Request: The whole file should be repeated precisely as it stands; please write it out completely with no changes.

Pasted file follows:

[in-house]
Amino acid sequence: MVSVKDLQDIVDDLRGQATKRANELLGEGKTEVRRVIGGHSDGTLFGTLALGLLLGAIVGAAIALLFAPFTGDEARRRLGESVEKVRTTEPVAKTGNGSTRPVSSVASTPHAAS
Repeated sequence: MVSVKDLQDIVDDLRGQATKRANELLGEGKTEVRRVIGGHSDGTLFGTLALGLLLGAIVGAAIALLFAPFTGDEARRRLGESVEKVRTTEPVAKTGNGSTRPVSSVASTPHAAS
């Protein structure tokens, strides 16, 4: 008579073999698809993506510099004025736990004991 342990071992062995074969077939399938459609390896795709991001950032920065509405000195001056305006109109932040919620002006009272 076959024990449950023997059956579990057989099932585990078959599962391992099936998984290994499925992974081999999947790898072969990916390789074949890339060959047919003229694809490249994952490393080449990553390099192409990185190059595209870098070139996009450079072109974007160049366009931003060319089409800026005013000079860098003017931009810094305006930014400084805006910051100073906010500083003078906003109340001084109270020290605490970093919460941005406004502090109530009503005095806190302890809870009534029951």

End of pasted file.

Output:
[in-house]
Amino acid sequence: MVSVKDLQDIVDDLRGQATKRANELLGEGKTEVRRVIGGHSDGTLFGTLALGLLLGAIVGAAIALLFAPFTGDEARRRLGESVEKVRTTEPVAKTGNGSTRPVSSVASTPHAAS
Repeated sequence: MVSVKDLQDIVDDLRGQATKRANELLGEGKTEVRRVIGGHSDGTLFGTLALGLLLGAIVGAAIALLFAPFTGDEARRRLGESVEKVRTTEPVAKTGNGSTRPVSSVASTPHAAS
């Protein structure tokens, strides 16, 4: 008579073999698809993506510099004025736990004991 342990071992062995074969077939399938459609390896795709991001950032920065509405000195001056305006109109932040919620002006009272 076959024990449950023997059956579990057989099932585990078959599962391992099936998984290994499925992974081999999947790898072969990916390789074949890339060959047919003229694809490249994952490393080449990553390099192409990185190059595209870098070139996009450079072109974007160049366009931003060319089409800026005013000079860098003017931009810094305006930014400084805006910051100073906010500083003078906003109340001084109270020290605490970093919460941005406004502090109530009503005095806190302890809870009534029951």